Experiencing a health-care odyssey

Jul 11 • Letters to the EditorNo Comments on Experiencing a health-care odyssey

Sir: I’ve got that farm-life immune system, you know? I’ve got the kind of macrophages that wear steel-toed boots and carry chaw. I’ve got the kind of robust immune response that comes from growing up with mud under my fingernails, manure under my boots and not a band-aid in sight.

“Rub some mud on it” was only half a joke where I come from. My white blood cells are so tough, so muscle-bound and intimidating, that they might as well retire and run a protection racket on their reputation alone.

They could get streptococcus to do the legwork, I bet.

I just don’t get the flu.

Except of course, when I visit the doctor’s office.

My old doctor, Dr. Miram Tariq, fled C-K for greener pastures and left me in the lurch. I was notified of her plans via snail mail which would have been fine except I had just moved and didn’t read the letter until it was too late to be proactive. With a very personal and very important (don’t tell my macrophages) prescription to fill and doses running low I began a three-day odyssey of phone call after phone call after frustrating phone call with well-meaning but ineffective health-care professionals. In the end, I learned that because of the urgency, my only choices were the ER or a walk-in clinic.

Next time use the fibre please, doctor.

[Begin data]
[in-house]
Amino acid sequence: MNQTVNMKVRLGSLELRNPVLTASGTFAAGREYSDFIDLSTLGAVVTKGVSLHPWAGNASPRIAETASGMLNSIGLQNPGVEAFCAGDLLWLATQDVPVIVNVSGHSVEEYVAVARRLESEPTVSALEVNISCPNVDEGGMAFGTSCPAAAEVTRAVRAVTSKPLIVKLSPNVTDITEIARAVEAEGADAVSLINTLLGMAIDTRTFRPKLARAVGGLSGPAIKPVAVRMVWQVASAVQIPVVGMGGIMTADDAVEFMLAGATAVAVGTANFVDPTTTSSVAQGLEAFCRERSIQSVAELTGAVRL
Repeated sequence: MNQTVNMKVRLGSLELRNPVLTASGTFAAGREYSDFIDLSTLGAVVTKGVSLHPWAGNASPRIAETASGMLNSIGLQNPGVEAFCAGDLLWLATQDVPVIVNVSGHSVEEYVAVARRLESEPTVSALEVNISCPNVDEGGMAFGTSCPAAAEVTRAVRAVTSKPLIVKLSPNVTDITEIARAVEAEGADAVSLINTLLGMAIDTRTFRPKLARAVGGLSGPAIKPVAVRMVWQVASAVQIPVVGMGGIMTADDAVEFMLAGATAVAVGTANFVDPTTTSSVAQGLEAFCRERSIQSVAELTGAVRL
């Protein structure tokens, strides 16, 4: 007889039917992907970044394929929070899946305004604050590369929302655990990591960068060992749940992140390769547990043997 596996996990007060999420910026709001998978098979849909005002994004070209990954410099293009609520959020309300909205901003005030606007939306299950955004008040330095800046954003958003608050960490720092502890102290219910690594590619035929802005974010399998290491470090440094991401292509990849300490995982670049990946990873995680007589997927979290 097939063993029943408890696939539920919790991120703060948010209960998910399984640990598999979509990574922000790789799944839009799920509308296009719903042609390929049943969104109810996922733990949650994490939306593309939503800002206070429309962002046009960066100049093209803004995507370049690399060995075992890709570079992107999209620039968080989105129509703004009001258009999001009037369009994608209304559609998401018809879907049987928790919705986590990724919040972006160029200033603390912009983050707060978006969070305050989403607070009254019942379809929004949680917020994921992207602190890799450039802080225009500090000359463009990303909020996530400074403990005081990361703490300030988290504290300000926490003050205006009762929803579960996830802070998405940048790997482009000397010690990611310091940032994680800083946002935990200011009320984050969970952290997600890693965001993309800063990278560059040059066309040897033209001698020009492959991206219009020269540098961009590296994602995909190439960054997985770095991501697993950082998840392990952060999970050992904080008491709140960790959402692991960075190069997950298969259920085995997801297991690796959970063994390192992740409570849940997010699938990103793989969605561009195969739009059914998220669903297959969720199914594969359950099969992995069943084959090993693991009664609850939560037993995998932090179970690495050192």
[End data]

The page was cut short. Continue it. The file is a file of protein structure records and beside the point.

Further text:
The wait was short. The doctor was digital. The experience was great. The prescription was filled. The Odyssey over. Before I even started my car in parking lot outside, however a new Homeric chapter was writing itself. I felt a scratch in my throat. Three hours later it was a burn. By midnight I was melting like a sugar cube and deliriously cursing the sweet, sweet free health care while my immune system fought the good fight.

Are clinics dirty? Not really. Should I have gotten a flu shot? Maybe. But the irony of this comedy of errors is bottomless. When you get the flu from touching a door pasted with “beware the flu!” propaganda, one starts to wonder where the Orwellian parallels end.

This isn’t outrage you hear in my voice. It’s incredulity. It’s a manure-eating smile and a shrug so deep I may have dislocated both of my hypothetical shoulders.

What to do except bear it? First world problems? Maybe, but sure as my sweaty bed sheets I did not feel like a first-class client of the health-care system. I felt like an afterthought. I felt abandoned. I felt like chattel because after convincing me that I needed their pills (and I do) they proceeded to drop me off a cliff on a paper airplane and the fall was almost as bad as the withdrawal would have been.

Wesley McDonald

Chatham

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